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Patton-Fuller Request for Proposal

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Patton-Fuller Request for Proposal

CMGT/554

December 8, 2014

Table of Contents

Patton-Fuller Request for Proposal 4

Network Design Considerations 4

Encryption 5

Security Recommendations 5

Network Architecture Diagram 6

Data Storage 7

Current Systems 7

Accessibility Requirements 8

Legal Requirements 8

Security Requirements 9

Storage Recommendations 10

Recommended Systems 10

Business and Medical Systems 10

Effect of New Systems 11

Network Equipment Upgrades 12

Viable Network Access Options 12

Effect of Mobile Devices 13

Role of Networking and Mobile Devices 14

Return on Investment Possibilities 14

Probable Effects of Social Networking 15

Effects of Mobile Computing 15

Delivery of Services 16

Information Delivery Trends 16

Conclusion 17

Patton-Fuller Request for Proposal

The chief executive officer (CEO) has requested a project plan for upgrading Patton-Fuller Community Hospital’s (PFCH) systems over the next three years (Apollo Group, 2014). The goal of the project is to improve the hospital’s operational capabilities and security through the use of modern information technology (IT), such as mobile devices, enhanced encryption, and monitoring systems. An assessment of PFCH’s current networking and computing systems will provide an understanding of operational requirements and a framework for identifying potential areas for improvement. The following project plan includes a detailed description of the PFCH’s operational, functional, and security requirements as well as recommendations for enhancing IT infrastructure. The project plan includes a comprehensive analysis of existing systems, potential upgrades, functional and operational requirements, and return on investment (ROI) possibilities.

Network Design Considerations

Information security is vital to all organizations using any form of digital communications. The IT department at PFCH has identified the requirements for implementing the new security control policy for data protection as well as an updated network configuration. The new policy and network design must include security measures to ensure the confidentiality, integrity, and availability of information systems with cost-effective solutions, and reliable performance. The Security Officer has determined that all data stored on file servers and workstations must authenticate through an active directory, which utilizes public key infrastructure (PKI). PKI is a form of single-factor authentication that can be significantly weaker than other encryption methods. Additionally, the new configuration must address concerns related to performance, security, and reliability with security systems, isolated sub-networks with wireless access, and redundant connections. The following material addresses the cost-effectiveness of various encryption methods, the recommended method, and a proposed design for the network.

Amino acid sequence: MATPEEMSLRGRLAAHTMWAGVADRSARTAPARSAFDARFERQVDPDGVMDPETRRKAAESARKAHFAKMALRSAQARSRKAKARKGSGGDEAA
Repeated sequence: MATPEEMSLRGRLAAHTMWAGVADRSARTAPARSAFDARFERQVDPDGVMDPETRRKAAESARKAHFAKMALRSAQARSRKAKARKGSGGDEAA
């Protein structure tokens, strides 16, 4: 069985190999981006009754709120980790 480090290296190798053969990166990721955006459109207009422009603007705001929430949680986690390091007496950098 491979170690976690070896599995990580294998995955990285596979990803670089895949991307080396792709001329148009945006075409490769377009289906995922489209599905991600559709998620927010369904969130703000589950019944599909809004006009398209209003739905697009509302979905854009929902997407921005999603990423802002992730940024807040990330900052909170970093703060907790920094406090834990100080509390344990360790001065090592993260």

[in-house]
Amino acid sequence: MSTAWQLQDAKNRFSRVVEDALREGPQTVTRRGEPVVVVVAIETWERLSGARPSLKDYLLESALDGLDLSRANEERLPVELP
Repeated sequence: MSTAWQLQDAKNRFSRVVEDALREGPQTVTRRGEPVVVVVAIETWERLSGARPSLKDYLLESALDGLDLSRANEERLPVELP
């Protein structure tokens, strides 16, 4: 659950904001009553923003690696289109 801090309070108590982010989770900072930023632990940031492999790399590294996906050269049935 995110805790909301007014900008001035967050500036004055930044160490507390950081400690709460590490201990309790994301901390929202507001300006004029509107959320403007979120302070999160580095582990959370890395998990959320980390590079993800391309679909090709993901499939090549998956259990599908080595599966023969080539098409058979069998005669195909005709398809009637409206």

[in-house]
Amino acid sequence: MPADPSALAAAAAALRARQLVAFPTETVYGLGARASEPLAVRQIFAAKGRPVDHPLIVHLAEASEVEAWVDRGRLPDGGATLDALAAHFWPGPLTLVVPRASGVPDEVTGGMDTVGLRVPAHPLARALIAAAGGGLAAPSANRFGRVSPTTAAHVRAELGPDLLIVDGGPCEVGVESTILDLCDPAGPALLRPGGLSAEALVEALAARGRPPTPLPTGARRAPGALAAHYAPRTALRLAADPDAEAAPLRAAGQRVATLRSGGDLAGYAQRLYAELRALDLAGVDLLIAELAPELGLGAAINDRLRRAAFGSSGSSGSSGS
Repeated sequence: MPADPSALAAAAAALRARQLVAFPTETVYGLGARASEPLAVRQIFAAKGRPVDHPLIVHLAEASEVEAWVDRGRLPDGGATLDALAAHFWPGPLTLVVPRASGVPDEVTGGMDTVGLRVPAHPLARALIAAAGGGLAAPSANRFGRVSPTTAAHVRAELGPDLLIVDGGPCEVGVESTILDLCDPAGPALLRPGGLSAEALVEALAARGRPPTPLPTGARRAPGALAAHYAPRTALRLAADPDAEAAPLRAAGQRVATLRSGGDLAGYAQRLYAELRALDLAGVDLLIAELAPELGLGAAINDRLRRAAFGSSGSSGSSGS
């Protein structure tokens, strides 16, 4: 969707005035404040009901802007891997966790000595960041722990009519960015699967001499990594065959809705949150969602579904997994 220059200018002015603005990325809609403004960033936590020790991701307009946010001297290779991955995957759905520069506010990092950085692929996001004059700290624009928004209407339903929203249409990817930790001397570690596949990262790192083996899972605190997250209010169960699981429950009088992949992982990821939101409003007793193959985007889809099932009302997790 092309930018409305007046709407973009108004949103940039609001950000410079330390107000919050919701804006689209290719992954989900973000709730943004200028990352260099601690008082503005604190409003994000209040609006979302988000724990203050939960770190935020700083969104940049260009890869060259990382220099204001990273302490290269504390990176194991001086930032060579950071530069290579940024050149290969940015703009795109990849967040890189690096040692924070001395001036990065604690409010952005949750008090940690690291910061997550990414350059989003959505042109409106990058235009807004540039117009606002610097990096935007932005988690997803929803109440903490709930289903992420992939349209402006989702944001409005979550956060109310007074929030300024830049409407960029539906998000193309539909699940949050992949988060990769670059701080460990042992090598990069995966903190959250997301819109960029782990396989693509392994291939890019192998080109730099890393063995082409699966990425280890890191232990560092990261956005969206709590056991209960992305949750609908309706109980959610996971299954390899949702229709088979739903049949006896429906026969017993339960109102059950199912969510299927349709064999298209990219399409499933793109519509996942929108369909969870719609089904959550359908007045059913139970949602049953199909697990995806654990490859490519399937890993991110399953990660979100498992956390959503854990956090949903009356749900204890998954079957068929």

Encryption

The basic function of encryption is altering readable text, referred to as plaintext, into a secret format known as ciphertext (DataShield, 2013). All external communications that include personal identifiable information (PII) will use Asymmetric encryption, which uses a private key and a public key to perform encryption and decryption. PKI as it relates to bandwidth will be slower than if symmetric, or private key, encryption is used (Forward, 2002). Minimal latency in the bandwidth will occur when using public key infrastructure and an asymmetric method, but it will provide better data protection compared to a symmetric method. PKI is the most cost-effective option and has less effect on internal and external communications. In-house solutions to facilitate the IT security department’s management of security keys in combination with PKI use is estimated at 1,350,500 dollars over a three-year period (TrustCenter, 2008). According to TrustCenter (2008), the average per user/per year cost for PKI implementations over a three-year period is 90 dollars. Implementation of data encryption must be supported by other information security measures and controls, such as physical protection, authentication systems, audits and monitoring and tracking systems. Utilization of the proposed policy will provide a cost-effective, manageable, and reliable method for reducing the risk of unauthorized access to personal or business information stored on the network (Scarfone, Souppaya, & Sexton, 2007).

Security Recommendations

Data on the network should be encrypted at either layer two or three of the Open Systems Interconnection (OSI) model. Encrypting data at layer two or three is preferred for time-sensitive requests and heavily used connections. Layer two encryption provides a method for utilizing the multipoint and multicast capabilities of the transport and the encryption at layer two. Layer three is elastic in terms of device selection allowing multifaceted environments to be mapped at layer three. The multifaceted environments allow more secure locations with gateways, stationary and mobile clients; however, layer three cannot achieve the same speeds as layer two. Advanced Encryption Standard (AES) is the recommended method of encryption; Triple Data Encryption Standard (3DES) requires up to three times as much processing power and relies on shorter keys that are more vulnerable to attacks involving cryptanalysis software. AES provides more reliable security, improved software and hardware performance, viability in limited space settings, and superior resistance to side channel attacks targeting cryptographic hardware, crypto analysis, and application attacks (Brazil, 2014).

Network Architecture Diagram

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